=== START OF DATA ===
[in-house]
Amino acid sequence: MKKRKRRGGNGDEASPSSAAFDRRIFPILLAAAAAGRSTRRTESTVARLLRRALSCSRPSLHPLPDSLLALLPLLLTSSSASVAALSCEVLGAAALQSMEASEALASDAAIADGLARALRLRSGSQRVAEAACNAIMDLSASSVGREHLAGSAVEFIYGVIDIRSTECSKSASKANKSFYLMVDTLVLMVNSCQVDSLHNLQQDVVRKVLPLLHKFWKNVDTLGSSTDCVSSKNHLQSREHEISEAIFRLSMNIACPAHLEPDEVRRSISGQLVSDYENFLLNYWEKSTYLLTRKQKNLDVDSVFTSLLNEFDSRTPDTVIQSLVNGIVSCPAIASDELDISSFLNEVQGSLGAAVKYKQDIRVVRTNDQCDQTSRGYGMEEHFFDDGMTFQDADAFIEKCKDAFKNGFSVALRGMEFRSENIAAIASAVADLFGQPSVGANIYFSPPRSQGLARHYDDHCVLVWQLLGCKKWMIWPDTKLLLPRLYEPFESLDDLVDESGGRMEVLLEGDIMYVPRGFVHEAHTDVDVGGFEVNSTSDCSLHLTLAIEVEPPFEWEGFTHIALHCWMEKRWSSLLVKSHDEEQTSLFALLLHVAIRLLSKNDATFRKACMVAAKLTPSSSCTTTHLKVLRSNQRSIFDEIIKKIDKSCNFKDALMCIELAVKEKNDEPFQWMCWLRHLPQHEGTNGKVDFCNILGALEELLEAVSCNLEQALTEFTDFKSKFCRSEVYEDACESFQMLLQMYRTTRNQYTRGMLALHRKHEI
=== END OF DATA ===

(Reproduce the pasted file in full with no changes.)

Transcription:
[in-house]
Amino acid sequence: MKKRKRRGGNGDEASPSSAAFDRRIFPILLAAAAAGRSTRRTESTVARLLRRALSCSRPSLHPLPDSLLALLPLLLTSSSASVAALSCEVLGAAALQSMEASEALASDAAIADGLARALRLRSGSQRVAEAACNAIMDLSASSVGREHLAGSAVEFIYGVIDIRSTECSKSASKANKSFYLMVDTLVLMVNSCQVDSLHNLQQDVVRKVLPLLHKFWKNVDTLGSSTDCVSSKNHLQSREHEISEAIFRLSMNIACPAHLEPDEVRRSISGQLVSDYENFLLNYWEKSTYLLTRKQKNLDVDSVFTSLLNEFDSRTPDTVIQSLVNGIVSCPAIASDELDISSFLNEVQGSLGAAVKYKQDIRVVRTNDQCDQTSRGYGMEEHFFDDGMTFQDADAFIEKCKDAFKNGFSVALRGMEFRSENIAAIASAVADLFGQPSVGANIYFSPPRSQGLARHYDDHCVLVWQLLGCKKWMIWPDTKLLLPRLYEPFESLDDLVDESGGRMEVLLEGDIMYVPRGFVHEAHTDVDVGGFEVNSTSDCSLHLTLAIEVEPPFEWEGFTHIALHCWMEKRWSSLLVKSHDEEQTSLFALLLHVAIRLLSKNDATFRKACMVAAKLTPSSSCTTTHLKVLRSNQRSIFDEIIKKIDKSCNFKDALMCIELAVKEKNDEPFQWMCWLRHLPQHEGTNGKVDFCNILGALEELLEAVSCNLEQALTEFTDFKSKFCRSEVYEDACESFQMLLQMYRTTRNQYTRGMLALHRKHEI